A historical archaeological investigation of the Gaza Gray Outpost of Steinaecker’s Horse, Lower Sabie District, Kruger National Park (Report no. II)


Steinaecker’s Horse was a voluntary unit who fought on the side of the British during the Anglo-Boer War (1899-1902). The Gaza Gray site, situated more or less 15 km to the south-east of the Lower Sabie rest camp in the Kruger National Park, is one of a number of sites found during a survey of sites linked to the Steinaecker’s Horse military unit. Historical information indicates that the site was mainly used as a cattle outpost, where cattle, confiscated from the Boers, were kept.

The site is named after Edward George Gray who was a captain in the Steinaecker’s Horse unit. He was nicknamed ‘Gaza’ as he used to work in Portuguese East Africa before the War. He was in command of three outposts of Steinaecker’s Horse namely this one, the nearby one at Gomondwane and the one at Crocodile Bridge. After the War he became a game ranger in the Sabie Game Reserve (later Kruger Park).

It is a large site consisting of four sections. The north-eastern section contains two cattle kraals/ middens and other cultural material. The northern section consists of thirteen cattle kraals/ middens and cultural remains. The southern section contains at least one structure, some refuse middens and more cultural remains. The south-eastern section has two cattle kraals/ middens as well as cultural material. Before the War the north-eastern, northern and south-eastern section was most likely used to host the cattle of Gray and some local people. As a result the site has many refuse middens in which cultural material is mixed with remains of cattle kraals. It seems as if the southern section was mostly used by the soldiers of the Steinaecker’s Horse unit. The size of the site was also determined during the field work.

The site was excavated in order to learn more about Steinaecker’s Horse, but also to distinguish between remains from this unit and cultural remains from the period before the War. The research also aimed at comparing cultural material from the site with that excavated other Steinaecker’s Horse sites.

During the second excavation season, seven excavations were done. Together with the eight from the previous season, it means that fifteen were done in total. These concentrated on the southern section of the site and the area was also scanned in order to determine the size of the site. Five of these were done on refuse middens or the washed down remains thereof. One was done on a heap of stones which may be the remains of a building or other structure. The last one was done at the northern section of the site, where the remains of a human skeleton were washed open. It was removed as it would be unethical to leave it exposed.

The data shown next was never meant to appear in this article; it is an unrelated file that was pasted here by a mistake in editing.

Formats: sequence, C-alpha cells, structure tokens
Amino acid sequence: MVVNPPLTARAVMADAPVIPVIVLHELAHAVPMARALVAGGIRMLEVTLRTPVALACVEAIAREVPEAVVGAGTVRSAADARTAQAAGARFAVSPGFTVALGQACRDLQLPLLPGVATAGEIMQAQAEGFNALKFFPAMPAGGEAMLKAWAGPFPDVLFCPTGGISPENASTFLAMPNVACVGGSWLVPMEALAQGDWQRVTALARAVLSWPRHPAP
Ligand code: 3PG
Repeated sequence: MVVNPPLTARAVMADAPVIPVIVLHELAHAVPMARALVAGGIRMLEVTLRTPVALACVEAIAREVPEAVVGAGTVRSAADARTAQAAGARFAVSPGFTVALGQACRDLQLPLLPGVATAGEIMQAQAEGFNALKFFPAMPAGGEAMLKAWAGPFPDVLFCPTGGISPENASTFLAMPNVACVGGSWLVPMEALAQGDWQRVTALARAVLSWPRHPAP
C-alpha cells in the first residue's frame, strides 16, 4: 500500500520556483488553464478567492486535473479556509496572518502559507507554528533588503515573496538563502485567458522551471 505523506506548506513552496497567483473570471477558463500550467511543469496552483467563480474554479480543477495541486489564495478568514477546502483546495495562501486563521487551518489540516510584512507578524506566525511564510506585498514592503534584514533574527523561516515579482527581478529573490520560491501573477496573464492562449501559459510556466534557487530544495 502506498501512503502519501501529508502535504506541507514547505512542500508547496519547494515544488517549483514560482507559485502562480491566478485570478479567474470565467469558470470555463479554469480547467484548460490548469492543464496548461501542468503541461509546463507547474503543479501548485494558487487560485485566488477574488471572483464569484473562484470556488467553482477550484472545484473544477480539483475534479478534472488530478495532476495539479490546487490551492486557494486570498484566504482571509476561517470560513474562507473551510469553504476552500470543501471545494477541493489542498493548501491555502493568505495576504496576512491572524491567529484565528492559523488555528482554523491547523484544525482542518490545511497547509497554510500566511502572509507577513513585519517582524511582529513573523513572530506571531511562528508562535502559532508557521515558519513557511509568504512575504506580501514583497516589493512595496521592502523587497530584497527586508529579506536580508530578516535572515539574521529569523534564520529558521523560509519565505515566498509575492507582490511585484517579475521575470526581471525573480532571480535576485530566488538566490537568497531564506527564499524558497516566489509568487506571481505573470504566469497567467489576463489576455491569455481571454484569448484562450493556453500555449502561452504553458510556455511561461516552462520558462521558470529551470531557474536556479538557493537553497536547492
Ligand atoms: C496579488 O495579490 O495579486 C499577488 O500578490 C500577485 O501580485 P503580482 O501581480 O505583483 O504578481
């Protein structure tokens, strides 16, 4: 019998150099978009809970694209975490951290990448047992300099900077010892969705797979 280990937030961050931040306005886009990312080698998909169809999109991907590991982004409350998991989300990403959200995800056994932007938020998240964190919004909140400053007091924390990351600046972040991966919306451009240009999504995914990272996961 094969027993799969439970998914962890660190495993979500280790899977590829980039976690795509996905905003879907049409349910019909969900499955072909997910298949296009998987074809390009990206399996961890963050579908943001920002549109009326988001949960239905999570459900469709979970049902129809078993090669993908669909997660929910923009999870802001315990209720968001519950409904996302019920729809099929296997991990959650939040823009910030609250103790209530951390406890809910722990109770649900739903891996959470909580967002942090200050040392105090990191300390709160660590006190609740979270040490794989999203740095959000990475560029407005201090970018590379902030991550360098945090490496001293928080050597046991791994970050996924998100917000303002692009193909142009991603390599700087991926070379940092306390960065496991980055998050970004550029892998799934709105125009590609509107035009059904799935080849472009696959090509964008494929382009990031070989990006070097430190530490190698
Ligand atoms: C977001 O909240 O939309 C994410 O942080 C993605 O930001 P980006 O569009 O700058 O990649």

The human remains were complete and that of a male individuals. It seems as if the indigenous people suffered from malnutrition and scurvy. This probably was a result of their dependence on maize in their diet, but in times of stress (such as war) this phenomenon is increased.

Apart from the human skeletal and fauna material found, more than 10 0000 artefacts were unearthed during the excavations. This is normal as many cultural objects are usually found on refuse middens.

A few artefacts with a specific military origin were excavated. These were all found on the southern section of the site and indicate that the soldiers of Steinaecker’s Horse were mainly present here. European ceramics and glass found does however date from the late nineteenth and early twentieth century and are similar to those found on other sites associated with Steinaecker’s Horse. The precise nature and use of the structure, which was only partially exposed, could not be determined yet and will receive further attention during a next excavation season.

The northern section contained mostly traditional pottery and is therefore associated with local inhabitants. It has to be said however that similar pottery was also found at the southern section of the site. The non-European objects indicate that the site was inhabited by a Nguni/ Tsonga group. These people probably already stayed here before the war and it is likely that they worked for Gaza Gray and attended to his cattle. During the war they most likely continued with this task but also had to attend to cattle which were confiscated from the Boers.

Report by

Anton C. van Vollenhoven BA, BA (Hons) Archaeology, DTO, NDM, MA (UP) Archaeology, MA (US) Cultural History, DPhil (UP) Archaeology, Man Dip (TUT), DPhil (US) History, L AKAD (SA) and Anton J. Pelser BA (Unisa), BA (Hons) Archaeology, MA (UWits) Archaeology